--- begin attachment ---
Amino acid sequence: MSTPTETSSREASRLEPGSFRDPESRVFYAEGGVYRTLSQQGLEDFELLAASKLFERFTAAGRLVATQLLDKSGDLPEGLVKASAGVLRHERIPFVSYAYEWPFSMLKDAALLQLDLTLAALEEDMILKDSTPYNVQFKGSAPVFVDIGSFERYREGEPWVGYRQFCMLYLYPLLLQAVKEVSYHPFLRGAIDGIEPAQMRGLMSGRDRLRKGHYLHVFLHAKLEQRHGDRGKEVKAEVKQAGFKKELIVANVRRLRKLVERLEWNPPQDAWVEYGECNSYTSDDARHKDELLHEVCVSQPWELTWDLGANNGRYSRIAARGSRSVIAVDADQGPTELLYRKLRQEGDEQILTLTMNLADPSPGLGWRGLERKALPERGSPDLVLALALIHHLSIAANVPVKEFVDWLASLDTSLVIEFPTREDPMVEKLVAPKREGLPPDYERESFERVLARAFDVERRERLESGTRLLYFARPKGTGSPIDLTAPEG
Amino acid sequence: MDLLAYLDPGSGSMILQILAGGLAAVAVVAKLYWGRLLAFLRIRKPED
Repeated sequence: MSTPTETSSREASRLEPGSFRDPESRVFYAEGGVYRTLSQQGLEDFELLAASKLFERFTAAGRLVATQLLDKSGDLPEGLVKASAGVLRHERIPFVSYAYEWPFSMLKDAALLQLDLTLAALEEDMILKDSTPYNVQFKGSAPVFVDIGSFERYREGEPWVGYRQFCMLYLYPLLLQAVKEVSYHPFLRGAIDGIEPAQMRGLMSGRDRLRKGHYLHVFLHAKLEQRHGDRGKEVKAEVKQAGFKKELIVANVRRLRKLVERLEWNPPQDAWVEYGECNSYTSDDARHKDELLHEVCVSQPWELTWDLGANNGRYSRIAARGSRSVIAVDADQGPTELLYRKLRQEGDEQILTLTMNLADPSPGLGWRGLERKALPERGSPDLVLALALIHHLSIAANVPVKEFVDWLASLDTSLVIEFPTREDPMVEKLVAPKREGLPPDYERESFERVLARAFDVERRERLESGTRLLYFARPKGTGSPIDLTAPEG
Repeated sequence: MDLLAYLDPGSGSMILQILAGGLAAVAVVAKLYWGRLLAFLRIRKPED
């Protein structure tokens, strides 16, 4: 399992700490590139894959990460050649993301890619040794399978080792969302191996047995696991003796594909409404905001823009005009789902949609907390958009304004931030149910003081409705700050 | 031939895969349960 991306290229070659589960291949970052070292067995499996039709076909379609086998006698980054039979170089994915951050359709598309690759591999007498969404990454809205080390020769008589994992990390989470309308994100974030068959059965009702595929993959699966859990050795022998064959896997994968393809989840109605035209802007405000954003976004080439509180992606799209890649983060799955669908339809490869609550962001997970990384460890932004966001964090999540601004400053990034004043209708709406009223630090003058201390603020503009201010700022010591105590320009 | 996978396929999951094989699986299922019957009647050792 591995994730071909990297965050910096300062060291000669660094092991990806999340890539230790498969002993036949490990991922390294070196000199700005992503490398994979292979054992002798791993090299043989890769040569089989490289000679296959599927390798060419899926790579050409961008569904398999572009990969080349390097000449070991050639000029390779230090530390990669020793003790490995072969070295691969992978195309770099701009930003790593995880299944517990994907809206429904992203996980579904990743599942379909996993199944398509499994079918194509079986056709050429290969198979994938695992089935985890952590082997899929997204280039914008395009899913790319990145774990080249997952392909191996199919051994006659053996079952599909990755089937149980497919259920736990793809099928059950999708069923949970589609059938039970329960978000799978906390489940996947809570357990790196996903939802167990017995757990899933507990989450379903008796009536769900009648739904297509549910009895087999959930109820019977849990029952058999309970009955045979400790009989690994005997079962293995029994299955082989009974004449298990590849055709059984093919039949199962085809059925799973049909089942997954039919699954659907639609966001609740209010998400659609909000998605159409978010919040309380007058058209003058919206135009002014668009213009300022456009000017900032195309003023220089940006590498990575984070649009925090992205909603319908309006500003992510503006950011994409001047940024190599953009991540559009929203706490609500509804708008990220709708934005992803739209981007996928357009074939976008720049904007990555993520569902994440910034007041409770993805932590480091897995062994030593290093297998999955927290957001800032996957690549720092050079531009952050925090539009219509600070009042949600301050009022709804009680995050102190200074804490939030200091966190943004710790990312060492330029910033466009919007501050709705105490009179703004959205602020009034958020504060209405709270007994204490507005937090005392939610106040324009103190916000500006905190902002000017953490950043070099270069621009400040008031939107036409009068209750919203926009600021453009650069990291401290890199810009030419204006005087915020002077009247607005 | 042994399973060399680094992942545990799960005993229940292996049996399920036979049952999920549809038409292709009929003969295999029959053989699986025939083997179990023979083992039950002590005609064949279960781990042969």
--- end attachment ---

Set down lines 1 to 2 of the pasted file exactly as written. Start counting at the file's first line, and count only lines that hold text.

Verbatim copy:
Amino acid sequence: MSTPTETSSREASRLEPGSFRDPESRVFYAEGGVYRTLSQQGLEDFELLAASKLFERFTAAGRLVATQLLDKSGDLPEGLVKASAGVLRHERIPFVSYAYEWPFSMLKDAALLQLDLTLAALEEDMILKDSTPYNVQFKGSAPVFVDIGSFERYREGEPWVGYRQFCMLYLYPLLLQAVKEVSYHPFLRGAIDGIEPAQMRGLMSGRDRLRKGHYLHVFLHAKLEQRHGDRGKEVKAEVKQAGFKKELIVANVRRLRKLVERLEWNPPQDAWVEYGECNSYTSDDARHKDELLHEVCVSQPWELTWDLGANNGRYSRIAARGSRSVIAVDADQGPTELLYRKLRQEGDEQILTLTMNLADPSPGLGWRGLERKALPERGSPDLVLALALIHHLSIAANVPVKEFVDWLASLDTSLVIEFPTREDPMVEKLVAPKREGLPPDYERESFERVLARAFDVERRERLESGTRLLYFARPKGTGSPIDLTAPEG
Amino acid sequence: MDLLAYLDPGSGSMILQILAGGLAAVAVVAKLYWGRLLAFLRIRKPED